The Man with Ten Faces and a Hundred Arms, 2022
Simon Keizer approaches the body from the perspective of religion and the belief that the body is separated from our spirit. Keizer developed a new work especially for the exhibition, based on the religious background of VU Amsterdam. Through an installation and a performance Keizer again reconnects body and soul.
Keizer drew inspiration from the life of Abraham Kuyper, VU's founder and a principal figure of the reformist movement in The Netherlands. Kuyper suffered from depressive episodes and burn-outs and found a way to rebalance his troubled mind by an almost obsessive dedication to walking in nature. Keizer took this as starting point to create an installation investigating the act of wandering in nature, combining the figure of Kuyper with Henry David Thoreau's classic Walden and the related movement of Transcendentalism. Founded by Ralph Waldo Emerson around 1830 in New England, America, this philosophical and spiritual movement blends Western Romanticism with Native American, Buddhist and Hindu beliefs. Using walking sticks, natural wool felt fabrics, a tree trunk and Emerson's quote "I become a transparent eyeball", Keizer's installation delves into the contradictory human needs to master and be overwhelmed.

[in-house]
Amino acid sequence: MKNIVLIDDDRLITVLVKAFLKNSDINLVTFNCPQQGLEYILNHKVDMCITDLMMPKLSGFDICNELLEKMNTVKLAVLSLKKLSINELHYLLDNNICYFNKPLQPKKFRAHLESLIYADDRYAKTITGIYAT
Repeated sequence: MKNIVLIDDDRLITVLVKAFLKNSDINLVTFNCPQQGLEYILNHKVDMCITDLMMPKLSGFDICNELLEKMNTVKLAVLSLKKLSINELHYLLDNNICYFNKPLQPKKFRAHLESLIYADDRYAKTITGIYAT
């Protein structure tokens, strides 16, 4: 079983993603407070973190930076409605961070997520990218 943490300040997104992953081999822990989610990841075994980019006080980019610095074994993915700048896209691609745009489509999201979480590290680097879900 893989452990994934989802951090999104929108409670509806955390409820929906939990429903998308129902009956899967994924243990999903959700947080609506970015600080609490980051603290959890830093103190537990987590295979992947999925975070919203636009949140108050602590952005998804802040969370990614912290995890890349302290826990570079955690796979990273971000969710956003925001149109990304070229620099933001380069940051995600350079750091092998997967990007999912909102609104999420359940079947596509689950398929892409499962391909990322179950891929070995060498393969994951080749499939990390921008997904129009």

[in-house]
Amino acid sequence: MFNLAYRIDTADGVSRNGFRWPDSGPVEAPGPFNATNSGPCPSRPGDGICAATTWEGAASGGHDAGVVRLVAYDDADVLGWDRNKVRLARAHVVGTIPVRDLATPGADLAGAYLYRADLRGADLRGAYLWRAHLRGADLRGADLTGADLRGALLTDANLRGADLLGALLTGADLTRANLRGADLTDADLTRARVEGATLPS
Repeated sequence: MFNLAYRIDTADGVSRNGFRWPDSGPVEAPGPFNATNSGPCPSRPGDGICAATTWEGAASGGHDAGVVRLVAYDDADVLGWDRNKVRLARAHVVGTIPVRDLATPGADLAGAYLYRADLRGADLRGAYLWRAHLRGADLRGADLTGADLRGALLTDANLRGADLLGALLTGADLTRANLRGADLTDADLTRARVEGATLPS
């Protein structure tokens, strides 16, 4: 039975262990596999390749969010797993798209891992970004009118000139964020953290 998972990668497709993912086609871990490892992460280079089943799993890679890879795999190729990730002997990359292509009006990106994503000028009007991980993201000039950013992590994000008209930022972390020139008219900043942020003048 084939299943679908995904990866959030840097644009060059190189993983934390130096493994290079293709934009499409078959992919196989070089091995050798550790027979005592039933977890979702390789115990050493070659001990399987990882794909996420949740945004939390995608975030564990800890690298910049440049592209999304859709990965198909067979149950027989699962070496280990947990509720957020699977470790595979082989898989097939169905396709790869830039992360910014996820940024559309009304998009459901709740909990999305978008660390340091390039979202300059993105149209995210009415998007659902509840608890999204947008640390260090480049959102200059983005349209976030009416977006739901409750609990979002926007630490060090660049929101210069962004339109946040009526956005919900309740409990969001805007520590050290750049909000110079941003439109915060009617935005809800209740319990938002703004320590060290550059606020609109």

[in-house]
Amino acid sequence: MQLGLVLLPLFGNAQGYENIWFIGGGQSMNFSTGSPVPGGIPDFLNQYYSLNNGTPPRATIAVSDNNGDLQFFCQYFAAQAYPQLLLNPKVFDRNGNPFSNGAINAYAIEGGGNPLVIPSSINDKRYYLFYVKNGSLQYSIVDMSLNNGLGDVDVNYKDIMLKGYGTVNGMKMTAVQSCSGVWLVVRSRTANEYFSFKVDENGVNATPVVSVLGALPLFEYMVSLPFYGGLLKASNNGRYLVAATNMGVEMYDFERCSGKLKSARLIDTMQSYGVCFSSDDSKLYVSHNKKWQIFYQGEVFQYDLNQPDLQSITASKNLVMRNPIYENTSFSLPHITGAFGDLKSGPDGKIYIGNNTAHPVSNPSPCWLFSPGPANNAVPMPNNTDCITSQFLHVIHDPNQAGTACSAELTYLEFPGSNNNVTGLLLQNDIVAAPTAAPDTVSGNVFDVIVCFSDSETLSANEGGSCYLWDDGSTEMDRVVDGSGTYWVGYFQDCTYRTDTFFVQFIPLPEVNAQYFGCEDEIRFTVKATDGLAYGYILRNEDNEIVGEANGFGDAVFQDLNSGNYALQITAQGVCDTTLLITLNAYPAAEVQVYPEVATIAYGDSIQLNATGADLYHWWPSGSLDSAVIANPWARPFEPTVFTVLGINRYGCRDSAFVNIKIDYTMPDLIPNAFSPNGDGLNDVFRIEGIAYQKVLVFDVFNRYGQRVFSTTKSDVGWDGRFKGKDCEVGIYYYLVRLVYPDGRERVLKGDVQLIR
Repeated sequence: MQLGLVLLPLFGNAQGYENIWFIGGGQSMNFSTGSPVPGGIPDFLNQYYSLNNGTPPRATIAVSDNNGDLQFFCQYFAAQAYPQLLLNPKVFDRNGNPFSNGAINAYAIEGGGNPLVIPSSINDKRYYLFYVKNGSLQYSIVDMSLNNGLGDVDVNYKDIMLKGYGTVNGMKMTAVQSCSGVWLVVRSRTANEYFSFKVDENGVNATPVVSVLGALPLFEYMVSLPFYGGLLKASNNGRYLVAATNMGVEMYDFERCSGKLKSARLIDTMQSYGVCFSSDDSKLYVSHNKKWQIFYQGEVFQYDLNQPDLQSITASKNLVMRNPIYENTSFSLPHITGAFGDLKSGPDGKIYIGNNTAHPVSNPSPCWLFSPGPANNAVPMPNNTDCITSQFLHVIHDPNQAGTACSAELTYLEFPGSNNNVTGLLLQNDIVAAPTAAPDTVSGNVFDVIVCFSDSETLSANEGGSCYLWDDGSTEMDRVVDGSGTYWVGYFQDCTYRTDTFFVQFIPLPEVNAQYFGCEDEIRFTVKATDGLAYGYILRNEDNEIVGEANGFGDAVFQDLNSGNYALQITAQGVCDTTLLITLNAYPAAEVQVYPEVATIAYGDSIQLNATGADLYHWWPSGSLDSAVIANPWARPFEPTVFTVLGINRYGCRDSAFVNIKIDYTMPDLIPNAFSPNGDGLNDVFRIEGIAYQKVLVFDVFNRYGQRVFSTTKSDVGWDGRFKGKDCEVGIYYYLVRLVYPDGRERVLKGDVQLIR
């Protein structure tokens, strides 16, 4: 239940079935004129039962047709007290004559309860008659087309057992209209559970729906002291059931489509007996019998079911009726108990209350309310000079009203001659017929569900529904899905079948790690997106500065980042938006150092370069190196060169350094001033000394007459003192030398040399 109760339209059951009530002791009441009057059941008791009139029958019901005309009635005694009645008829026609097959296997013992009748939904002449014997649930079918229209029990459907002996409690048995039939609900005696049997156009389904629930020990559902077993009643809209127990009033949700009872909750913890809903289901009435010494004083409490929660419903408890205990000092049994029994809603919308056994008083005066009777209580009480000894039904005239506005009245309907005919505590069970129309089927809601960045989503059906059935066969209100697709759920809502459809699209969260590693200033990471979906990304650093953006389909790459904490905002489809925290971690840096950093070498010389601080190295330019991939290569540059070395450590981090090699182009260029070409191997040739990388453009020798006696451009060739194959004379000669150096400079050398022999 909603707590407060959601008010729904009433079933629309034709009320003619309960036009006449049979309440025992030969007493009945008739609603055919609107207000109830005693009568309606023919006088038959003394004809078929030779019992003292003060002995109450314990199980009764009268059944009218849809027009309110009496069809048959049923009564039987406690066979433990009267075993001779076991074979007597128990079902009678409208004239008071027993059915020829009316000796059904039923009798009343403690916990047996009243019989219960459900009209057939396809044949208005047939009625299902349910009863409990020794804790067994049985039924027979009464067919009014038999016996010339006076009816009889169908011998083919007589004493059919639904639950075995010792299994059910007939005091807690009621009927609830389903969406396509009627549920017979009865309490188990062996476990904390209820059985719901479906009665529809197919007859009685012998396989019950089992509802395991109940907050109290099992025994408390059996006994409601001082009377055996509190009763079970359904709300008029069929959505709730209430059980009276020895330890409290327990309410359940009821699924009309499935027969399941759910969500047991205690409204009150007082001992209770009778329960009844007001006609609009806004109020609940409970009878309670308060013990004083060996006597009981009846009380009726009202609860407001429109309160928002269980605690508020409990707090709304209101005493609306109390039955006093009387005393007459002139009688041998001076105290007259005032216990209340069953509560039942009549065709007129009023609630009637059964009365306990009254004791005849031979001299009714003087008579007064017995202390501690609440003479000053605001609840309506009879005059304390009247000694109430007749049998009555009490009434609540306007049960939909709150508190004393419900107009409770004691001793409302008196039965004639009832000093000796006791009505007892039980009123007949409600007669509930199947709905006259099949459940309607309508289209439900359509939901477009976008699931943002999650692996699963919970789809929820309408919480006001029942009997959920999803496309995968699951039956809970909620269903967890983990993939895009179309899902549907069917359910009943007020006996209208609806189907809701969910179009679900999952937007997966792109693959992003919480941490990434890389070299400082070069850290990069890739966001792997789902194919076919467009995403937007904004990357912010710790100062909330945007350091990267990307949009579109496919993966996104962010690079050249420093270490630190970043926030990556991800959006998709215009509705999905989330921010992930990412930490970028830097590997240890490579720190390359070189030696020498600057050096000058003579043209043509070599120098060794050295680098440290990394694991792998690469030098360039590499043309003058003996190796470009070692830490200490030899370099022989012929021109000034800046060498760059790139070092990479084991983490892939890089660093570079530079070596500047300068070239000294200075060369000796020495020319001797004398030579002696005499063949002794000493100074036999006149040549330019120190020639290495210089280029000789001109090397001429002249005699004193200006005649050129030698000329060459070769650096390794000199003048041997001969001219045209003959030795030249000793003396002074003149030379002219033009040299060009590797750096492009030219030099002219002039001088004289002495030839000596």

Simon Keizer's (NL, 1988) work focuses on how the relationship with our body is determined through history and culture. He makes installations, sculptures and performances that create new perspective on the human relationship with the body. Keizer uses repetitive rituals and humour to get out of the mind and into the body.